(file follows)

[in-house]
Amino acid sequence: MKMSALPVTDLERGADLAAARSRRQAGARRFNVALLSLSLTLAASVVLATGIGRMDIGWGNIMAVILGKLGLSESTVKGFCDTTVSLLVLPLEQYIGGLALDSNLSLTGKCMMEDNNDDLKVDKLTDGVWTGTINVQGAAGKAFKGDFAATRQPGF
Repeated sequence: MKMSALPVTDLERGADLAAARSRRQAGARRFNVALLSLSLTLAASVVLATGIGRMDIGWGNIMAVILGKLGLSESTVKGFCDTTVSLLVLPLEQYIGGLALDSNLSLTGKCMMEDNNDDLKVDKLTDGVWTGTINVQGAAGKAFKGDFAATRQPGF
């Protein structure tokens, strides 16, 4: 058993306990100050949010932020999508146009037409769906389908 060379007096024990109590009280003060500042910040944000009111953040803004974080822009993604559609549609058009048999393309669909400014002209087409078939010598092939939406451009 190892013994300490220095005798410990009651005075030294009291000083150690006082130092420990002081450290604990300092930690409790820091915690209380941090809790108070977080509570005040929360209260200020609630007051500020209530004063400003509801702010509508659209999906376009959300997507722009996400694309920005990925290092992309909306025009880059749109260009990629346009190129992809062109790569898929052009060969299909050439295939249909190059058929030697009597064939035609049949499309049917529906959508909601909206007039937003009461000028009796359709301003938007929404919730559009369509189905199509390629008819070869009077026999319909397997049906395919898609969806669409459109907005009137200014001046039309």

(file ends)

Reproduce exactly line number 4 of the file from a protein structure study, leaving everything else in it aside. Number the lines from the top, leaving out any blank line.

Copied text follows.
């Protein structure tokens, strides 16, 4: 058993306990100050949010932020999508146009037409769906389908 060379007096024990109590009280003060500042910040944000009111953040803004974080822009993604559609549609058009048999393309669909400014002209087409078939010598092939939406451009 190892013994300490220095005798410990009651005075030294009291000083150690006082130092420990002081450290604990300092930690409790820091915690209380941090809790108070977080509570005040929360209260200020609630007051500020209530004063400003509801702010509508659209999906376009959300997507722009996400694309920005990925290092992309909306025009880059749109260009990629346009190129992809062109790569898929052009060969299909050439295939249909190059058929030697009597064939035609049949499309049917529906959508909601909206007039937003009461000028009796359709301003938007929404919730559009369509189905199509390629008819070869009077026999319909397997049906395919898609969806669409459109907005009137200014001046039309």